Counter-Offers: Three Reasons you Shouldn’t Accept One

Counter Offer picThe term ‘counter-offer’ is being used more and more frequently in today’s recruitment climate, but when feelings of flattery are set to one side, what’s the reality of actually accepting one?

This summer, the Recruitment & Employment Confederation confirmed that the UK officially entered a candidate driven market; evidenced by a rise in empty roles and salaries and a drop in the availability of talent. As such, top candidates are finding themselves in the enviable position of being involved in numerous recruitment processes which often result in multiple, competitive job offers. For current employers, who have often failed to sustain the commitment of their top talent, responding with a counter-offer tends to be their logical next step. After all, do they really want to enter into the talent war and spend time and money replacing a top performer? Of course not. So, whilst it may seem very flattering to be offered a pay rise, the promise of more responsibility and other “exciting” challenges, it’s crucial that you remember the employer’s drivers for this knee-jerk reaction. If you’re still not convinced, I‘ve outlined three reasons below why I don’t think you should accept a counter-offer.

1. Too little too late:

You have taken the time to engage in conversations about new opportunities, you have researched different businesses, attended interviews and got excited about new challenges and the nice uplift in pay that they offer. Therefore, to engage in all of the above, there must be certain elements of your current role that you are not happy about. I often have conversations with people that talk about “no room for progression”, “feeling undervalued”, “wanting a fresh challenge”; it’s typically these feelings that prompt a new search. So, even if you are offered more money and more responsibility, you have to ask yourself why they didn’t feel it necessary to understand and deliver on your motivations and needs whilst you were fully committed to the business.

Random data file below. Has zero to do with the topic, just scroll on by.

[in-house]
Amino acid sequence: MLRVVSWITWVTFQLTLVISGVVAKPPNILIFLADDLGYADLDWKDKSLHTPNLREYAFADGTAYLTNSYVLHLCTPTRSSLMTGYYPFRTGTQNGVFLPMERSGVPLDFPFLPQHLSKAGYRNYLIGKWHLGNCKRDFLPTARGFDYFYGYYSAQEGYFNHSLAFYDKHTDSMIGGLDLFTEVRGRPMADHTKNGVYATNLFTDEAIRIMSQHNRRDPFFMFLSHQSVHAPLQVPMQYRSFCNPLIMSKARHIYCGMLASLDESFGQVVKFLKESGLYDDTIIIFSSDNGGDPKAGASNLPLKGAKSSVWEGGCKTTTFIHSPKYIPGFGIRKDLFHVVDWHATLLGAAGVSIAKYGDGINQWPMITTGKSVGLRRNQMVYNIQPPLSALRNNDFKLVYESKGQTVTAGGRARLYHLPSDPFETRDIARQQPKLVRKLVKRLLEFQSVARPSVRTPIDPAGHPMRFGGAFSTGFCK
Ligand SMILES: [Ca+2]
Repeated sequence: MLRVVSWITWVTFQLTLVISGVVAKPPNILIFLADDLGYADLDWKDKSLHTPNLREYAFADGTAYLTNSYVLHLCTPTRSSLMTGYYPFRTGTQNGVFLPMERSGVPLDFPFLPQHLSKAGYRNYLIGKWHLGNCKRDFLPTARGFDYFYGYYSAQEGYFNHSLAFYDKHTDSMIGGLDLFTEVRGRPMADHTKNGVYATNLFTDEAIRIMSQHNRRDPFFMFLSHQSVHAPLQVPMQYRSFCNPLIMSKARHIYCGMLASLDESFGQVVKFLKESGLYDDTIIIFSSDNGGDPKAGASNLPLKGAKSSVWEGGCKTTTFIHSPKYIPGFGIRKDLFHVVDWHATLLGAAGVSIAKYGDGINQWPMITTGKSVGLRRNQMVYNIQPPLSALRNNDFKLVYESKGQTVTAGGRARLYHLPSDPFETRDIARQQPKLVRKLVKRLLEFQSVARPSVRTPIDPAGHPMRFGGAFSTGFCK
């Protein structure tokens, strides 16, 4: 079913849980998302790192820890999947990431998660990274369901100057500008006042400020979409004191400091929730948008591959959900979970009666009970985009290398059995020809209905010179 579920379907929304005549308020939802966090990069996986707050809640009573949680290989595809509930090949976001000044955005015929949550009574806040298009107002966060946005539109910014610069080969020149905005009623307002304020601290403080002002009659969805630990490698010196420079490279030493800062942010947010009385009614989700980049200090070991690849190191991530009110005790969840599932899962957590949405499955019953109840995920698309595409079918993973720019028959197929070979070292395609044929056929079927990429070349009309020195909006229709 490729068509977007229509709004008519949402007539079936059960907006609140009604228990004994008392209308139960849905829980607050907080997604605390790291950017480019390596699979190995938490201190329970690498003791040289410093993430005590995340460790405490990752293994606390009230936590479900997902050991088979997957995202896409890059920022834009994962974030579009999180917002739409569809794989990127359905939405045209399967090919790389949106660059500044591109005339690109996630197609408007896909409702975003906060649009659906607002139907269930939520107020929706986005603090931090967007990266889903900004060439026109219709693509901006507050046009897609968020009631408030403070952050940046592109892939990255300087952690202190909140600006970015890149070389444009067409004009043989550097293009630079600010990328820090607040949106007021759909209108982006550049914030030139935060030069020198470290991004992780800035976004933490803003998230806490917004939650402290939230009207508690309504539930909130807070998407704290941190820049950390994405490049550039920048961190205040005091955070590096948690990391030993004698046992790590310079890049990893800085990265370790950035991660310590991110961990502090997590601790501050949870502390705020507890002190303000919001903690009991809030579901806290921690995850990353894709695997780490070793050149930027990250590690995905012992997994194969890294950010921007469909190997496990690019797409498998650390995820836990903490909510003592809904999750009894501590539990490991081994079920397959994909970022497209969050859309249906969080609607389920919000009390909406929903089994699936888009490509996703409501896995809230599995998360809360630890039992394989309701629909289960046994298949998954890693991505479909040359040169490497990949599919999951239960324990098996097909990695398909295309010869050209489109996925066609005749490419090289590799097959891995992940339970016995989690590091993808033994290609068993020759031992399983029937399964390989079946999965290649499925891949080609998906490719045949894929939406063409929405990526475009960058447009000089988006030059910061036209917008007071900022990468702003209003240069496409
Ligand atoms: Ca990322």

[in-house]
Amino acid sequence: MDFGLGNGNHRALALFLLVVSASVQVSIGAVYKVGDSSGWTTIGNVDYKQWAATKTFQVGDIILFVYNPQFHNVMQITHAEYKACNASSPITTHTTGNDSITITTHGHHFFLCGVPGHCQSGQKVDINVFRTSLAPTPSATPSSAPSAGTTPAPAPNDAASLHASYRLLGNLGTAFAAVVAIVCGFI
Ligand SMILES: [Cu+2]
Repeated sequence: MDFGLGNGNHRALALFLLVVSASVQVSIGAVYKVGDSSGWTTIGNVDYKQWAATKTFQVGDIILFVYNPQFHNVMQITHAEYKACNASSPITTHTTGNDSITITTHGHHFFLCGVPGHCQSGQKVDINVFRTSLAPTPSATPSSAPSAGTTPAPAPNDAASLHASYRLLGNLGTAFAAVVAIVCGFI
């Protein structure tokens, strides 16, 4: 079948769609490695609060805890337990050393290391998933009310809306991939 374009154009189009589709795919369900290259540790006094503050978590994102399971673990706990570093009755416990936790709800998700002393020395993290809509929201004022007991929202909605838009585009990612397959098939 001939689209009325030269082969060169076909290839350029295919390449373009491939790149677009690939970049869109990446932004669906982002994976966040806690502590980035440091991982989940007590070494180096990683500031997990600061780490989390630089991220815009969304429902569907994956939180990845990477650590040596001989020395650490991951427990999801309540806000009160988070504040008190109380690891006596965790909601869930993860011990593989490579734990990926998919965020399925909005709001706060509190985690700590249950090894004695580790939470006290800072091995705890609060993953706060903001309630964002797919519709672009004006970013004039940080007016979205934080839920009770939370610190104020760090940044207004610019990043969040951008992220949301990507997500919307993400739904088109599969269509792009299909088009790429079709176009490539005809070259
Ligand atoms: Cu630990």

It’s quite similar to the renewal of your mobile phone contract. The time comes for your upgrade, you shop around to find the best deal which happens to be with a different provider and suddenly your current supplier can manage to match or better your offer. They want you to stay because they make money from your contract. Similarly, your employer doesn’t want you to leave because of the value you generate in your role. What’s more, they’ll begin to think about the impact on team morale should you leave, the costs to replace you and how it would affect your immediate team in terms of workload. Alongside this, if you do decide to stay your employer will know that you aren’t happy and therefore, there will always be a question around your commitment to the role.

2. Burning bridges: